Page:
Creating a CSS3 3D image rotator

September 22nd, 2014

A recent client project called for an image rotator that was essentially a 3D cube. I was pretty excited when I heard that, because I had not really had much of a chance to use any of the CSS3 3D stuff on a project yet!

Lets take a walk through the process of creating this slider!

First off, below is an example of the final product.

See the Pen CSS 3D Image Rotator by Ryan Christiani (@Rchristiani) on CodePen.


It works as you would except. Click a dot, and the image that is related to that dot will rotate into view.

The concept is pretty simple. We have a container and in that container we another container that will actually hold our images.


<div class="container">
     <div class="image-area">
          ...
     </div>
</div>

We use the first container to set the perspective for this 3D object. This is done on our .container element.


.container {
	width: 400px;
	height: 300px;
	position: relative;
	margin: 50px auto;
	/*Set the perspective on the container*/
	-webkit-perspective: 800;
}

This is not actually the container that gets rotated however. But we must use the perspective property to get a 3D context for our child elements.

Next we have to apply a few styles to the section we will actually rotate, the .image-area element. In this case just a few basic styles and set up some initial 3D styles.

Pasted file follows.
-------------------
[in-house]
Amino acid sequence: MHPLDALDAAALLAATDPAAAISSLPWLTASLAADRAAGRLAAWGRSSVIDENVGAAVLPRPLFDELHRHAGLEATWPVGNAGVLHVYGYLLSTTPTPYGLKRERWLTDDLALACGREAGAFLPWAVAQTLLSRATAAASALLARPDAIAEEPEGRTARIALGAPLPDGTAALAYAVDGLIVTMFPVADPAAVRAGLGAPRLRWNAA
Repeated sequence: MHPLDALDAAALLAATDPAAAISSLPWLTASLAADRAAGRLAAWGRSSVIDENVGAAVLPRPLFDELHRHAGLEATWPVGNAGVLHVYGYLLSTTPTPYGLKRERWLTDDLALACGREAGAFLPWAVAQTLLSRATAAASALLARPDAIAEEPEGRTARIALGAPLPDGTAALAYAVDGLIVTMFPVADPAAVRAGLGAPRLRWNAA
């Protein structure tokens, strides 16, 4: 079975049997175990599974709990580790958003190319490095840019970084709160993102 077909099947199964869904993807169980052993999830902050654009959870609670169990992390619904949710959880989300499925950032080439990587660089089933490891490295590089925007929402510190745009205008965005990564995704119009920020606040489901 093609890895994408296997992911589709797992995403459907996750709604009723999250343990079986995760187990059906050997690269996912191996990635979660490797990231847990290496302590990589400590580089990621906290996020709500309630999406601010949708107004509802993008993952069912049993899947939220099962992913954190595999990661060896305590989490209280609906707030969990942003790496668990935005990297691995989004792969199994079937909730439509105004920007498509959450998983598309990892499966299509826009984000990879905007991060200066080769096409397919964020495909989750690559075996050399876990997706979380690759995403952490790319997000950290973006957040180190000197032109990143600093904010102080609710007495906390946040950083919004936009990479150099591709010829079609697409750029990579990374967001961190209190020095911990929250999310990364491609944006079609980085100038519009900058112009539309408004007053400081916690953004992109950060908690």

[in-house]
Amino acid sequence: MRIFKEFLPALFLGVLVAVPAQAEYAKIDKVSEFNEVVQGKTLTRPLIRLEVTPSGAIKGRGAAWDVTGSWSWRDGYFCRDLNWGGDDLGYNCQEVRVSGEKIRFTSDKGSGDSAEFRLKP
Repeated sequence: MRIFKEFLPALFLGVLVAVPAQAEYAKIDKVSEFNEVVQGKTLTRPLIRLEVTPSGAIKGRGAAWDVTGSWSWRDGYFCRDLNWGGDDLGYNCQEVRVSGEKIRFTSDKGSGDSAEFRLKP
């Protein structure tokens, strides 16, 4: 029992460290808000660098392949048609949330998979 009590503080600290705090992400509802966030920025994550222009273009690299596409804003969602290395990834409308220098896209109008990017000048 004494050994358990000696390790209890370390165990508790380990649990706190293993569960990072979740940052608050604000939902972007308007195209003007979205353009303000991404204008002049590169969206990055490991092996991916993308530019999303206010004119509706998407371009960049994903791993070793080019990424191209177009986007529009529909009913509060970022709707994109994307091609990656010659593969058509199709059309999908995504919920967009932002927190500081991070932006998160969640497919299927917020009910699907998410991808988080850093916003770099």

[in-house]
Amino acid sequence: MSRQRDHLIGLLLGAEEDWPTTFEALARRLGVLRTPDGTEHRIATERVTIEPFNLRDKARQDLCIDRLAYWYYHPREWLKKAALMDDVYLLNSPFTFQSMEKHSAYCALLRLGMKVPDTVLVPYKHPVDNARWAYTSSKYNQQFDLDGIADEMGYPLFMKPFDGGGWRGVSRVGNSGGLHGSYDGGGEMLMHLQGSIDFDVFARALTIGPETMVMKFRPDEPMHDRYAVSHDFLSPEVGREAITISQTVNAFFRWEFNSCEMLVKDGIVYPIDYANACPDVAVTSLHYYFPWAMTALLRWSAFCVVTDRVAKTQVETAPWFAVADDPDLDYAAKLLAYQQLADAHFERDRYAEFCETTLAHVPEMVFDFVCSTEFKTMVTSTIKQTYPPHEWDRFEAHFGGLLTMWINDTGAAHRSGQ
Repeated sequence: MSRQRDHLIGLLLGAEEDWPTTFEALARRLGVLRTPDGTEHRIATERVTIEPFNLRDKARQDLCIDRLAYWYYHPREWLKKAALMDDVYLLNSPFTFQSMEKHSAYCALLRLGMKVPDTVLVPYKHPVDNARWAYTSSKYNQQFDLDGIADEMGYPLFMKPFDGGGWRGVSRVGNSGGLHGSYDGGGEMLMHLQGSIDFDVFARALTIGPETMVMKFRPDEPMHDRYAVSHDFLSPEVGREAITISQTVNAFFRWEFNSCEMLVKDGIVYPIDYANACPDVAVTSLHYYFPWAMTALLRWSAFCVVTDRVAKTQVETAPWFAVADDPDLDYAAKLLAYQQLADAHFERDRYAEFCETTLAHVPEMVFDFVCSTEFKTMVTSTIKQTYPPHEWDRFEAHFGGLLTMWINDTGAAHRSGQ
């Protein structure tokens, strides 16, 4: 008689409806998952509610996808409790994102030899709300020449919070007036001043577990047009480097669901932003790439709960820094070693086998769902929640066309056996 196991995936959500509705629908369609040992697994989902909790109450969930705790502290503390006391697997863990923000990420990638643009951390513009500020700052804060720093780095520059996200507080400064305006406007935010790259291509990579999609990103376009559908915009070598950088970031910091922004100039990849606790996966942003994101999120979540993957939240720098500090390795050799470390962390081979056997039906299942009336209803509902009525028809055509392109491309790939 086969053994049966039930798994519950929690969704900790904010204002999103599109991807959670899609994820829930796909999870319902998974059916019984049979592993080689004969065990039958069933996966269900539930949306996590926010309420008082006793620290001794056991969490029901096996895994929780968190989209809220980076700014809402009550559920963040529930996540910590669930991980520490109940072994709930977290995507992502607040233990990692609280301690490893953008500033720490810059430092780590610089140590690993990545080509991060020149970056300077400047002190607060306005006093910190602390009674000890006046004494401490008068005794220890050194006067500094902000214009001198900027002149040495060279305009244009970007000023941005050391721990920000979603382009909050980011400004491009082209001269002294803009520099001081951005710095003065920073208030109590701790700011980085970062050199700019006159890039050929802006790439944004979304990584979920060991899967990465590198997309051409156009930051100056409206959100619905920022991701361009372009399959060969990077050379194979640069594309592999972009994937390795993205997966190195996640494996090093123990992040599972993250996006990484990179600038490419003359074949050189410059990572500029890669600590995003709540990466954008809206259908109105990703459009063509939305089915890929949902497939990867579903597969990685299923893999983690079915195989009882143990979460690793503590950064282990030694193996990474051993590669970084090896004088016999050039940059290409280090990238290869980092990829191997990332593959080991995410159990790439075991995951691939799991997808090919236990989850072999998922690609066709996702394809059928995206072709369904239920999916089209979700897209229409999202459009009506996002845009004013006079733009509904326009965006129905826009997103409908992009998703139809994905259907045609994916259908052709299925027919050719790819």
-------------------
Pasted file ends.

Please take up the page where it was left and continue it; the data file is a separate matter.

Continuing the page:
.container .image-area {
	height: 300px;
	width: 400px;
	opacity: 1;
	/*Rotate the secondary container*/
	-webkit-transform-style: preserve-3d;
	-webkit-transform: rotateX(0deg);
	transition: all 1s ease;
}

Since we will have 3-4 slides, we will need some elements inside our container to hold our content. I add three elements, each with class of item and then a class of first, second and third. This way we can position our items as faces of a 3D cube.


<div class="container">
     <div class="image-area">
        <div class="item first"></div>
        <div class="item second"></div>
        <div class="item third"></div>  
     </div>
</div>

Now that our items are added we need to actually position them in a cube layout. Lets add a little style to the item class:


.container .item {
	position: absolute;
	top: 0;
	left: 0;
    height: 300px;
	width: 400px;
    background-size: cover;
    background-position: center;
	-webkit-backface-visibility: hidden;
    backface-visibility: hidden;
}

I position the elements absolutely in the container and make sure they are at the top left corner, give them a height and a width and get background-size to cover so that when we add images they fill the whole space. The one thing to note here is the backface-visibility property. Setting this to hidden lets us rotate the element and have it no show the back of it, much like the property name suggests.

Now all we have to do is layout our faces. It is pretty straight forward. If you think about how the items are currently laid out, they are stacked on top of each other. What you we need to do is set these into a 3D space. We do that but rotating the faces on the x axis and pushing it away from the initial plane with translateZ(150px) which is half the height of the elements. Imagine if you cut out a cube template out of paper, and how you would fold it together.